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I learned of Pandemic at the wedding of one my friends. He had been introduced to it a few weeks ago and loved it. So much so that he and his wife tore through their wedding gifts to find it and take it on their honeymoon. That’s quite an endorsement. I found out the original source for this information was a new web series called Tabletop which is hosted by Wil Wheaton and produced by Felicia Day.

The premise for Pandemic is simple. The players are a research team from the Center for Disease Control in Atlanta, Georgia. Four viruses, represented by colored cubes (Blue, Yellow, Black and Orange/Red), have popped up across the globe and the team must discover cures before time runs out. To discover a cure, the team must collect five samples (draw deck cards) of a particular color and travel to a research center.

Of course, there are several ways time runs out in this game. The first being too many outbreaks of the viruses. On the eighth outbreak, the team has failed to respond and control the viruses and loses the game. The second is to run out of the cards in the draw deck. The third is to run out of cubes to represent a particular virus.

Each turn a player can move, give cards to another player, treat a city, discover a cure or build a research center. They can do four of these actions each turn. The map is divided into four colors, the Blue virus covers Canada, the Northern US and Europe. The Yellow virus covers the Southern US, South America and Sub-Saharan Africa. The Black virus covers Northern Africa, the Middle East and the Indian subcontinent. The Orange/Red virus covers Asia and Oceania.

There are five possible roles in the base game:

  • The Operations Expert can build a Research Center, once per turn, for free.
  • The Medic can remove all cubes of one color from a city when treating a disease. Also, when a virus has been cured, all cubes of that color are removed from the city wherever the Medic is.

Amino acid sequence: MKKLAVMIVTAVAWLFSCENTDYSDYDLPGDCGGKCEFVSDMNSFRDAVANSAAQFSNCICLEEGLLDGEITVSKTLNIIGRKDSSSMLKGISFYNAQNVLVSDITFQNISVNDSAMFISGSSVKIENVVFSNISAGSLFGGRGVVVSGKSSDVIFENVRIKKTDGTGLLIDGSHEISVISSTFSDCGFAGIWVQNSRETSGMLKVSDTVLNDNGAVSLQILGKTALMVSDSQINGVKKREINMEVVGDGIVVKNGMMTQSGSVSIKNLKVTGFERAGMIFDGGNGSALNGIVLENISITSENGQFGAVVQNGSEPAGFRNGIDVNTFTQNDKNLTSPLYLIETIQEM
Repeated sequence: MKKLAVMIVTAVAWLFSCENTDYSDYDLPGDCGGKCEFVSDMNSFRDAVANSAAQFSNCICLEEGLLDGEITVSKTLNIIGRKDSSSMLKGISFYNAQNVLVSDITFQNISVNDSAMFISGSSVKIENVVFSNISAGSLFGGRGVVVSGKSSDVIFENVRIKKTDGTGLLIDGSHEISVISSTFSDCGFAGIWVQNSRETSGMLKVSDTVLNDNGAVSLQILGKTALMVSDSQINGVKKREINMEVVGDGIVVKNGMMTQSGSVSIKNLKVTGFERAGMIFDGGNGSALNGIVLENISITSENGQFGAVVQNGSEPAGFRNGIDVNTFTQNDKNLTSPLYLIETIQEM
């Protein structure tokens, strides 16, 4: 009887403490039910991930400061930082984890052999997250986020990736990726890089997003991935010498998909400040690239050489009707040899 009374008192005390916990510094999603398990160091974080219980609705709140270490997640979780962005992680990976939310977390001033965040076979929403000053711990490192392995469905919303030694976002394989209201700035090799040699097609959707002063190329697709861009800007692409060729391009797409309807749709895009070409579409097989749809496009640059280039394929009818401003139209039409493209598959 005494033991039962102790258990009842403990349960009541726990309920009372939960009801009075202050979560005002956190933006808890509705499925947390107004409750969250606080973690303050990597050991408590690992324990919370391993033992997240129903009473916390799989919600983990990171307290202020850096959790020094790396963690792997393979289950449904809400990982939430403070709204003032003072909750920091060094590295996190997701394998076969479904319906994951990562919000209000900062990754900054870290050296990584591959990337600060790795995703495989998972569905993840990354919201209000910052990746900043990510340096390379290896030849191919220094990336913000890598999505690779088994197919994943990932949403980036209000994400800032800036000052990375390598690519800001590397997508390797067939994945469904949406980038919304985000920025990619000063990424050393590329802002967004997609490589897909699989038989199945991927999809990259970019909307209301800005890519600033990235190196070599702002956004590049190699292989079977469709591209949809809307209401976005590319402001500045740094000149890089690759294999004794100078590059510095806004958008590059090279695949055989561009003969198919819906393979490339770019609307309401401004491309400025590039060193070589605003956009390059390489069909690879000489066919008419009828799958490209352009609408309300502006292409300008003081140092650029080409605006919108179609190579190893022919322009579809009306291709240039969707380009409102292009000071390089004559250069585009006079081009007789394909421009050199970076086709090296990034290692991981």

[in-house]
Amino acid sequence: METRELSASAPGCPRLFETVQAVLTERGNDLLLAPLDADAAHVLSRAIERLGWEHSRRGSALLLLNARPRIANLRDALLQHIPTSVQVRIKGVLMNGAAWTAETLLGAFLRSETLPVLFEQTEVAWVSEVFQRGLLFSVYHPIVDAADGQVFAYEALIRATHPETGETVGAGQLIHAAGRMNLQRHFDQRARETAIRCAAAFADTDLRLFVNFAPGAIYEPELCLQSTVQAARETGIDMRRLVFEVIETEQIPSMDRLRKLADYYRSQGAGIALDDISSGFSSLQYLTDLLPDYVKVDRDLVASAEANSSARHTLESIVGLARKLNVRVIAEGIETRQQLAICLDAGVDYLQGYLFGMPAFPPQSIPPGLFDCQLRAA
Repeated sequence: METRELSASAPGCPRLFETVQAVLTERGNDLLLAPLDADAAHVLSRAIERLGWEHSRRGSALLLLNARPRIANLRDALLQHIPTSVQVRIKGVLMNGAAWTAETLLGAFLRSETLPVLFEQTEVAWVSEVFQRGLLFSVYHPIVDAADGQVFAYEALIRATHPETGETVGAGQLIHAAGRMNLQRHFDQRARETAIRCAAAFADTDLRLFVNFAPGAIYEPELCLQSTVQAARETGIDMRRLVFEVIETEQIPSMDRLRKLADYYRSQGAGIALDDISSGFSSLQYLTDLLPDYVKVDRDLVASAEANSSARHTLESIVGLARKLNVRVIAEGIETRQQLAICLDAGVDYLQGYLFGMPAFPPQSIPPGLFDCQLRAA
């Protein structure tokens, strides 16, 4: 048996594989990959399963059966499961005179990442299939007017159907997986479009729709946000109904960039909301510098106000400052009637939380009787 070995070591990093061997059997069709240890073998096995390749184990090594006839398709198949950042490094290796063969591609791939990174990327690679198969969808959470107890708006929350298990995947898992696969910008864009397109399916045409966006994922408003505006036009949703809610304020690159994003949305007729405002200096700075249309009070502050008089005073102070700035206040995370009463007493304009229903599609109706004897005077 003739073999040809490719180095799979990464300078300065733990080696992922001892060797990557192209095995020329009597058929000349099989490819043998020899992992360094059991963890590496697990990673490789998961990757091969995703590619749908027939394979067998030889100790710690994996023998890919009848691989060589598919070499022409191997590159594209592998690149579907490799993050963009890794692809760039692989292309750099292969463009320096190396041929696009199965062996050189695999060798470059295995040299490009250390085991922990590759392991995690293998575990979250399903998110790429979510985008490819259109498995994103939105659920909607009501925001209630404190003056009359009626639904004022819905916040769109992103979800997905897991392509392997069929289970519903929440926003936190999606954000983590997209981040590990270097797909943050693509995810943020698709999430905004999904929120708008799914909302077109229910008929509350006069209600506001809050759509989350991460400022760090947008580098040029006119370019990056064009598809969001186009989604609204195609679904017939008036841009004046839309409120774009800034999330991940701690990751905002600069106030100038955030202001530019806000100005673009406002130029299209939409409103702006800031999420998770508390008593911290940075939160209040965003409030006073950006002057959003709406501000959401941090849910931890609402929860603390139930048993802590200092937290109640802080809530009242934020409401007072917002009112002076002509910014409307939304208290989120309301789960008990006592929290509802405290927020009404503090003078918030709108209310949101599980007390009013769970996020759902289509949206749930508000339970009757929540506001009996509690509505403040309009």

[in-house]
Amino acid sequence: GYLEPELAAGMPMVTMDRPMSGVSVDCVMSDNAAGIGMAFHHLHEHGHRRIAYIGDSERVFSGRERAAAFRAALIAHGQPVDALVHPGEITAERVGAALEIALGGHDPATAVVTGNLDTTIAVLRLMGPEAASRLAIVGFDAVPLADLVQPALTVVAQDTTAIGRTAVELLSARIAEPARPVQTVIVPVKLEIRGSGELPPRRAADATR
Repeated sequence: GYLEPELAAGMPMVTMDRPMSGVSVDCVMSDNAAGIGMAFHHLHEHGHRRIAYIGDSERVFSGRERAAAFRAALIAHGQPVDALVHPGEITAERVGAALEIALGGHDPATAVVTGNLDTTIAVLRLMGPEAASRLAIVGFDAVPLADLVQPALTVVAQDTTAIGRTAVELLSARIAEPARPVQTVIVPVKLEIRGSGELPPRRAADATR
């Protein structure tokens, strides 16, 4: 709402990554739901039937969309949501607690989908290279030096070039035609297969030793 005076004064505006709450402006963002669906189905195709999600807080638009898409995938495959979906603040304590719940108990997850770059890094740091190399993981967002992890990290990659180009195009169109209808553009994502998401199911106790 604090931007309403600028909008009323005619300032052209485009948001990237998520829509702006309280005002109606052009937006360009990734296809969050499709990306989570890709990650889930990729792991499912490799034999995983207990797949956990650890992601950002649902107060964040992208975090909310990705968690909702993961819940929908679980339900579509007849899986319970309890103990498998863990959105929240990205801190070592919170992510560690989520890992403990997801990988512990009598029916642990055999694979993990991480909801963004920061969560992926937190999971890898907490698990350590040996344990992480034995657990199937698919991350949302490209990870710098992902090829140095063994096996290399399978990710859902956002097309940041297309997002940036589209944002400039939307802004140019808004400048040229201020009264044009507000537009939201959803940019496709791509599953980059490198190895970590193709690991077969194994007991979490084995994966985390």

• The Dispatcher can move another player at the cost of his/her own actions.
  • The Scientist only needs four samples to cure a disease
  • The Researcher can give any card to another player in the same city (normally this is restricted to the card of the city that the players are in).

The diseases spread by the infection mechanic. At the end of each player’s turn, a number of cards equal to the infection counter from the infection deck are drawn and an appropriately colored cube is added to those locations. If any location has three cubes of the color already, a cube is instead added to each of the connection cities.

The last major mechanic to discuss is the epidemic card. When drawn, the bottom card of the infection deck is revealed and discarded. That city receives three of the appropriately colored cubes. The infection deck discard is then shuffled and put on the top of the infection deck and the infection counter is increased one step. After that, the infection phase continues as normal.

You might not be able to tell by the description, but this game is really hard. In the beginning, we made it harder by having to eradicate (cure and remove all traces of the diseases from the board) all the diseases. This proved impossible even at lower difficulty levels. Despite all our attempts, the all-time winning percentage for our group is still incredibly low. Maybe one out of every three or four games. It’s hard but it’s a lot of fun and the first cooperative game outside of Zombicide I picked up. Paired with Zombicide, Pandemic really fueled the beginning of our board game nights.

If you like difficult but cooperative games, pick the second edition of this game up. In a few weeks, I’ll discuss the first expansion, On The Brink.